The U.S. service sector, like its sister sector manufacturing, continues to confirm an ongoing recovery, as the Institute for Supply Management's service sector index climbed 0.7 points in November to 55. -- its fastest growth rate in six months.
ISM service index readings above 50 signal an expansion, below 50 -- a contraction. A Bloomberg survey had expected the index would rise to 55 in November from 54.3 in October.
Key Components Continue to Confirm Expansion
Equally significant, the index's key components continue to signal growth in November -- although two of these four declined.
The index's closely watched new orders component -- a gauge of future demand -- rose 1 point to 57.7. The business activity/production component, however, fell 1.4 points to 57.
In addition, the employment component rose 1.8 points to 52.7 in November, up from 50.9 in October and 50.2 in September -- its third straight month above the 50 demarcation line -- something that may result in higher service sector job growth in the immediate quarters ahead.
The prices-paid component, however, plunged a steep 5.1 points to 63.2 in November.
Survey Respondents: Cautious Optimism
Respondents to the service sector survey in November reflected cautious optimism, for the most part:
"Business remains steady; outlook for the fourth quarter is good" (information sector).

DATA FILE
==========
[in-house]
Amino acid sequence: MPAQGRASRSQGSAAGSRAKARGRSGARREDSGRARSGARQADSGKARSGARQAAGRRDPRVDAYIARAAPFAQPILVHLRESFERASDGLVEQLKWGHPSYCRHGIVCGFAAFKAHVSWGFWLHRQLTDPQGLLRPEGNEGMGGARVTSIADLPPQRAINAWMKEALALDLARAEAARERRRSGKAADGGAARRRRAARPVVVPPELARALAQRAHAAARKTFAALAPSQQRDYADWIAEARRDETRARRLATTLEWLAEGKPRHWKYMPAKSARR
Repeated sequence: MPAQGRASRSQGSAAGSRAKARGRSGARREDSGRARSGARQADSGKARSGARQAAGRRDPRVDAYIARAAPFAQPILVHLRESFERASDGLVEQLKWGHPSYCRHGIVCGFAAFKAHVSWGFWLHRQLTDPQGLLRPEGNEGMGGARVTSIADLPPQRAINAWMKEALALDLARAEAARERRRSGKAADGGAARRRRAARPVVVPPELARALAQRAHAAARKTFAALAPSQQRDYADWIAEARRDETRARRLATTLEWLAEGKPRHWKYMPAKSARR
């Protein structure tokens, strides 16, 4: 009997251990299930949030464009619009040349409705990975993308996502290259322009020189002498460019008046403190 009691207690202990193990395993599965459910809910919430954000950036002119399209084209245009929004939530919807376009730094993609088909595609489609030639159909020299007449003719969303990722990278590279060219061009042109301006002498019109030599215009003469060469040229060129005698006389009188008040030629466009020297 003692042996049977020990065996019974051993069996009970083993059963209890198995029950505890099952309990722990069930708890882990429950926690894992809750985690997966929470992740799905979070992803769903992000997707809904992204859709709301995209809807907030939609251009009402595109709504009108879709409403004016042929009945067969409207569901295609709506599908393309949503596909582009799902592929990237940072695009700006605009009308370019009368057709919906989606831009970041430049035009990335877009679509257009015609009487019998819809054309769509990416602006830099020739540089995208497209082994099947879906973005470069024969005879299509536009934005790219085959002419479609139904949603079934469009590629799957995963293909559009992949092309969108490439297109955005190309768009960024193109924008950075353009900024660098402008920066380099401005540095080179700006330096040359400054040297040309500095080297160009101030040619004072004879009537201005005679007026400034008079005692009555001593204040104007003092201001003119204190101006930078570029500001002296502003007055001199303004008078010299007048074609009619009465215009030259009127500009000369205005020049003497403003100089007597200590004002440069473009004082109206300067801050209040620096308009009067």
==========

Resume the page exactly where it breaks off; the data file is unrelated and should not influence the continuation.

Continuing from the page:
"Trending favorable -- see more activity toward additional staff and capital expenditures for 2011" (finance and insurance sector)
"Business is stable. Customers are exerting a lot of pressure to lower prices" (agriculture, forestry, fishing, and hunting sector)
"Slight uptick in orders, but nothing to indicate sustainability" (professional, scientific, and technical services sector)
Economists, business executives, and policy makers monitor the service index due to the large role services play in the U.S. economy and trade -- historically about 65% to 70% of the U.S. GDP. The nonmanufacturing survey polls about 400 firms in 60 sectors.
November's report is a victory for stock market bulls, as the nonmanufacturing sector is showing continued signs of strength. Add that strength to a manufacturing sector that also continues to expand, and declining initial jobless claims, and the picture is one of a gradually improving U.S. economic expansion.
To be sure, the U.S. economy is still growing well below its potential, and unemployment, which rose in November to 9.8% -- is horribly high, but investors, business executives, and job seekers alike can head into 2011 knowing that the service sector will continue to add to GDP growth and jobs as the new year begins.